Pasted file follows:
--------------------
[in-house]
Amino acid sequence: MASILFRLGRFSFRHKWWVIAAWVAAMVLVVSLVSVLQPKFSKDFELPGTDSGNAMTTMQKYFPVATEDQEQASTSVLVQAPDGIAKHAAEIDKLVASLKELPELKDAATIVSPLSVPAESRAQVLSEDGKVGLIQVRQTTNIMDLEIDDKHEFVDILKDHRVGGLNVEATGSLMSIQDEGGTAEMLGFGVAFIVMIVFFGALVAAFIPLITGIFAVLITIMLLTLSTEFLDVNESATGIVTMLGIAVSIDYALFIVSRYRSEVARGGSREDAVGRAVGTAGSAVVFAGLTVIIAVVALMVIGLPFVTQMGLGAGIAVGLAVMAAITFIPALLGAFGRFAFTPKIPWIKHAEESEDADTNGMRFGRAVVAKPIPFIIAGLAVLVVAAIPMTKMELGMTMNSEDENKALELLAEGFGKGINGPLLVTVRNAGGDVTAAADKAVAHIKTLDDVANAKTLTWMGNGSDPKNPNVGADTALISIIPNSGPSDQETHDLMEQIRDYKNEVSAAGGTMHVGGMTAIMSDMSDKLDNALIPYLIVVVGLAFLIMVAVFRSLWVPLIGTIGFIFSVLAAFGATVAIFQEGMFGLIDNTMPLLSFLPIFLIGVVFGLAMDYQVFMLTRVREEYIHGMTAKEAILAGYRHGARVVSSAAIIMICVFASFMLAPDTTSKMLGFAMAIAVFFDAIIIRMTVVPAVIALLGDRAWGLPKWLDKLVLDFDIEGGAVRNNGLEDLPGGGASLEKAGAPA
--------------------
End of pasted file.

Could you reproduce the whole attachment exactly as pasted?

[in-house]
Amino acid sequence: MASILFRLGRFSFRHKWWVIAAWVAAMVLVVSLVSVLQPKFSKDFELPGTDSGNAMTTMQKYFPVATEDQEQASTSVLVQAPDGIAKHAAEIDKLVASLKELPELKDAATIVSPLSVPAESRAQVLSEDGKVGLIQVRQTTNIMDLEIDDKHEFVDILKDHRVGGLNVEATGSLMSIQDEGGTAEMLGFGVAFIVMIVFFGALVAAFIPLITGIFAVLITIMLLTLSTEFLDVNESATGIVTMLGIAVSIDYALFIVSRYRSEVARGGSREDAVGRAVGTAGSAVVFAGLTVIIAVVALMVIGLPFVTQMGLGAGIAVGLAVMAAITFIPALLGAFGRFAFTPKIPWIKHAEESEDADTNGMRFGRAVVAKPIPFIIAGLAVLVVAAIPMTKMELGMTMNSEDENKALELLAEGFGKGINGPLLVTVRNAGGDVTAAADKAVAHIKTLDDVANAKTLTWMGNGSDPKNPNVGADTALISIIPNSGPSDQETHDLMEQIRDYKNEVSAAGGTMHVGGMTAIMSDMSDKLDNALIPYLIVVVGLAFLIMVAVFRSLWVPLIGTIGFIFSVLAAFGATVAIFQEGMFGLIDNTMPLLSFLPIFLIGVVFGLAMDYQVFMLTRVREEYIHGMTAKEAILAGYRHGARVVSSAAIIMICVFASFMLAPDTTSKMLGFAMAIAVFFDAIIIRMTVVPAVIALLGDRAWGLPKWLDKLVLDFDIEGGAVRNNGLEDLPGGGASLEKAGAPA